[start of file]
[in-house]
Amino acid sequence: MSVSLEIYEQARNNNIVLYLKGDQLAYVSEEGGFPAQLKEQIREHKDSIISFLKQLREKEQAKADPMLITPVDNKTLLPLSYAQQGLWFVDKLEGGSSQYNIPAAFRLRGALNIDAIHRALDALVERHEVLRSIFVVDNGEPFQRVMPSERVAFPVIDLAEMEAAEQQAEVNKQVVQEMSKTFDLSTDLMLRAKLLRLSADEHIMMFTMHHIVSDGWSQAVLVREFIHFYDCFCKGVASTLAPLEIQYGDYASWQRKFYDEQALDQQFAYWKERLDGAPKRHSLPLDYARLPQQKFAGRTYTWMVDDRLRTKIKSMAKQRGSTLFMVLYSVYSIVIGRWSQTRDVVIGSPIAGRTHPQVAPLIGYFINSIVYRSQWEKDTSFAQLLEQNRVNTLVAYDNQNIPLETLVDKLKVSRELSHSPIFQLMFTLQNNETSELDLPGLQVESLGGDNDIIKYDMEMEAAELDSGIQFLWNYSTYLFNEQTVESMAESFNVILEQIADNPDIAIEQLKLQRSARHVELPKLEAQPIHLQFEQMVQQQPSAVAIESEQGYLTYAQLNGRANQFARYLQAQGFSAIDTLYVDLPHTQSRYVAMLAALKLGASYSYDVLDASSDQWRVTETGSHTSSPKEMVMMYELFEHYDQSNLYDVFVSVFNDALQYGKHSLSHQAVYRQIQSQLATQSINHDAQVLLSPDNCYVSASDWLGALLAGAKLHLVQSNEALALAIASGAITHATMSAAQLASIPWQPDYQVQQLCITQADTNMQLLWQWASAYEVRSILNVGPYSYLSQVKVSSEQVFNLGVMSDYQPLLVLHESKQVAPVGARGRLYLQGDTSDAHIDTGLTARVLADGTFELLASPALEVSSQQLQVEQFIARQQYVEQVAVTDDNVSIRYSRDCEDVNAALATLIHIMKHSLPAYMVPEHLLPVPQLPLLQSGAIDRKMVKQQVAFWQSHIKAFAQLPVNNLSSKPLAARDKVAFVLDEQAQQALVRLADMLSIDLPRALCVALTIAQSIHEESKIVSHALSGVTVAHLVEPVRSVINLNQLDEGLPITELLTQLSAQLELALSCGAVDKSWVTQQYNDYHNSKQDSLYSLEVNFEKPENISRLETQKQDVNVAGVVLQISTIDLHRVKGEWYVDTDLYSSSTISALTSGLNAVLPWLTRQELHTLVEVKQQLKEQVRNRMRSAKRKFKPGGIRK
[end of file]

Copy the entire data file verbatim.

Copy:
[in-house]
Amino acid sequence: MSVSLEIYEQARNNNIVLYLKGDQLAYVSEEGGFPAQLKEQIREHKDSIISFLKQLREKEQAKADPMLITPVDNKTLLPLSYAQQGLWFVDKLEGGSSQYNIPAAFRLRGALNIDAIHRALDALVERHEVLRSIFVVDNGEPFQRVMPSERVAFPVIDLAEMEAAEQQAEVNKQVVQEMSKTFDLSTDLMLRAKLLRLSADEHIMMFTMHHIVSDGWSQAVLVREFIHFYDCFCKGVASTLAPLEIQYGDYASWQRKFYDEQALDQQFAYWKERLDGAPKRHSLPLDYARLPQQKFAGRTYTWMVDDRLRTKIKSMAKQRGSTLFMVLYSVYSIVIGRWSQTRDVVIGSPIAGRTHPQVAPLIGYFINSIVYRSQWEKDTSFAQLLEQNRVNTLVAYDNQNIPLETLVDKLKVSRELSHSPIFQLMFTLQNNETSELDLPGLQVESLGGDNDIIKYDMEMEAAELDSGIQFLWNYSTYLFNEQTVESMAESFNVILEQIADNPDIAIEQLKLQRSARHVELPKLEAQPIHLQFEQMVQQQPSAVAIESEQGYLTYAQLNGRANQFARYLQAQGFSAIDTLYVDLPHTQSRYVAMLAALKLGASYSYDVLDASSDQWRVTETGSHTSSPKEMVMMYELFEHYDQSNLYDVFVSVFNDALQYGKHSLSHQAVYRQIQSQLATQSINHDAQVLLSPDNCYVSASDWLGALLAGAKLHLVQSNEALALAIASGAITHATMSAAQLASIPWQPDYQVQQLCITQADTNMQLLWQWASAYEVRSILNVGPYSYLSQVKVSSEQVFNLGVMSDYQPLLVLHESKQVAPVGARGRLYLQGDTSDAHIDTGLTARVLADGTFELLASPALEVSSQQLQVEQFIARQQYVEQVAVTDDNVSIRYSRDCEDVNAALATLIHIMKHSLPAYMVPEHLLPVPQLPLLQSGAIDRKMVKQQVAFWQSHIKAFAQLPVNNLSSKPLAARDKVAFVLDEQAQQALVRLADMLSIDLPRALCVALTIAQSIHEESKIVSHALSGVTVAHLVEPVRSVINLNQLDEGLPITELLTQLSAQLELALSCGAVDKSWVTQQYNDYHNSKQDSLYSLEVNFEKPENISRLETQKQDVNVAGVVLQISTIDLHRVKGEWYVDTDLYSSSTISALTSGLNAVLPWLTRQELHTLVEVKQQLKEQVRNRMRSAKRKFKPGGIRK